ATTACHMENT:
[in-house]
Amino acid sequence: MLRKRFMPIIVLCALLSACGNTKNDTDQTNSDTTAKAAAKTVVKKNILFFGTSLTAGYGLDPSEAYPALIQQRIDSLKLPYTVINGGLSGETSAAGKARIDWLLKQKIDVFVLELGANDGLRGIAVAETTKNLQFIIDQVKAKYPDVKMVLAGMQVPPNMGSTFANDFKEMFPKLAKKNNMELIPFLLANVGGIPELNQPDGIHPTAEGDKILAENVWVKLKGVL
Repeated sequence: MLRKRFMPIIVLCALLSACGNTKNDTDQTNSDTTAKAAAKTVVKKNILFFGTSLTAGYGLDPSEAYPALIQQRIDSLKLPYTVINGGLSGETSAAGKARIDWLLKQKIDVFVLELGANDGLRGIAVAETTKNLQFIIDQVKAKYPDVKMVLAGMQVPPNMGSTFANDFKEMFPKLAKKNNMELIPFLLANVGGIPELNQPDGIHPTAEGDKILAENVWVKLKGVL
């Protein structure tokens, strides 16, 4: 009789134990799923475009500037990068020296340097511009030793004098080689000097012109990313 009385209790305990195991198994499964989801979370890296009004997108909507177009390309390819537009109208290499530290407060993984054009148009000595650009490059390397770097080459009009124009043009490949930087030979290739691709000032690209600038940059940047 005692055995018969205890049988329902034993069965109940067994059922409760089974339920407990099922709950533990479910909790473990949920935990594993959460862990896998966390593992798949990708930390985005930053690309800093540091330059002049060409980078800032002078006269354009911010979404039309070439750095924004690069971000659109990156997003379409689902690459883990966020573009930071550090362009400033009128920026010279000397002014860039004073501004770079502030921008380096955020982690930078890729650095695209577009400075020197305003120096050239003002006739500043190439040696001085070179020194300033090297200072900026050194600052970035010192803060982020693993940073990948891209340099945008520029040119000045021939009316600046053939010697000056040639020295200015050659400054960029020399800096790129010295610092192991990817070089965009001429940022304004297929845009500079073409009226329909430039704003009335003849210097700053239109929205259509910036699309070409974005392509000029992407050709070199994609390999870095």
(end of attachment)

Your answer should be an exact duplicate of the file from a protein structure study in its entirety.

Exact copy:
[in-house]
Amino acid sequence: MLRKRFMPIIVLCALLSACGNTKNDTDQTNSDTTAKAAAKTVVKKNILFFGTSLTAGYGLDPSEAYPALIQQRIDSLKLPYTVINGGLSGETSAAGKARIDWLLKQKIDVFVLELGANDGLRGIAVAETTKNLQFIIDQVKAKYPDVKMVLAGMQVPPNMGSTFANDFKEMFPKLAKKNNMELIPFLLANVGGIPELNQPDGIHPTAEGDKILAENVWVKLKGVL
Repeated sequence: MLRKRFMPIIVLCALLSACGNTKNDTDQTNSDTTAKAAAKTVVKKNILFFGTSLTAGYGLDPSEAYPALIQQRIDSLKLPYTVINGGLSGETSAAGKARIDWLLKQKIDVFVLELGANDGLRGIAVAETTKNLQFIIDQVKAKYPDVKMVLAGMQVPPNMGSTFANDFKEMFPKLAKKNNMELIPFLLANVGGIPELNQPDGIHPTAEGDKILAENVWVKLKGVL
């Protein structure tokens, strides 16, 4: 009789134990799923475009500037990068020296340097511009030793004098080689000097012109990313 009385209790305990195991198994499964989801979370890296009004997108909507177009390309390819537009109208290499530290407060993984054009148009000595650009490059390397770097080459009009124009043009490949930087030979290739691709000032690209600038940059940047 005692055995018969205890049988329902034993069965109940067994059922409760089974339920407990099922709950533990479910909790473990949920935990594993959460862990896998966390593992798949990708930390985005930053690309800093540091330059002049060409980078800032002078006269354009911010979404039309070439750095924004690069971000659109990156997003379409689902690459883990966020573009930071550090362009400033009128920026010279000397002014860039004073501004770079502030921008380096955020982690930078890729650095695209577009400075020197305003120096050239003002006739500043190439040696001085070179020194300033090297200072900026050194600052970035010192803060982020693993940073990948891209340099945008520029040119000045021939009316600046053939010697000056040639020295200015050659400054960029020399800096790129010295610092192991990817070089965009001429940022304004297929845009500079073409009226329909430039704003009335003849210097700053239109929205259509910036699309070409974005392509000029992407050709070199994609390999870095």